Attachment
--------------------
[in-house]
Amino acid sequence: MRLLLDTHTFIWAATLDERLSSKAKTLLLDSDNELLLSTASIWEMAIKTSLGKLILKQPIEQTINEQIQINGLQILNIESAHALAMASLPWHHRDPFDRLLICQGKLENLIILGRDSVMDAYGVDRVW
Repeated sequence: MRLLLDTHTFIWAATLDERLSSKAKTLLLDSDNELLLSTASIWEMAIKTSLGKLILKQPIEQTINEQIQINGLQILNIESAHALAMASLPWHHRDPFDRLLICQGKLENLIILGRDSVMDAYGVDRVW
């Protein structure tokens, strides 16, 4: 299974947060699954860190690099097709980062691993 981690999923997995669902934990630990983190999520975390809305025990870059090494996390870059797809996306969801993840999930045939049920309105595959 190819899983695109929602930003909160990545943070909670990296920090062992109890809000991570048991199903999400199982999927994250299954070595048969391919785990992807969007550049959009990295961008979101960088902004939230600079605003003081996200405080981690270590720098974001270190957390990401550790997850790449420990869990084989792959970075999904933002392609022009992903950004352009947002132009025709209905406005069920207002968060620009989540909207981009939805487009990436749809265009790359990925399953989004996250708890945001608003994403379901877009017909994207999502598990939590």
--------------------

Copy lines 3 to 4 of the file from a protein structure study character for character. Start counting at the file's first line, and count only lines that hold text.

Repeated sequence: MRLLLDTHTFIWAATLDERLSSKAKTLLLDSDNELLLSTASIWEMAIKTSLGKLILKQPIEQTINEQIQINGLQILNIESAHALAMASLPWHHRDPFDRLLICQGKLENLIILGRDSVMDAYGVDRVW
């Protein structure tokens, strides 16, 4: 299974947060699954860190690099097709980062691993 981690999923997995669902934990630990983190999520975390809305025990870059090494996390870059797809996306969801993840999930045939049920309105595959 190819899983695109929602930003909160990545943070909670990296920090062992109890809000991570048991199903999400199982999927994250299954070595048969391919785990992807969007550049959009990295961008979101960088902004939230600079605003003081996200405080981690270590720098974001270190957390990401550790997850790449420990869990084989792959970075999904933002392609022009992903950004352009947002132009025709209905406005069920207002968060620009989540909207981009939805487009990436749809265009790359990925399953989004996250708890945001608003994403379901877009017909994207999502598990939590």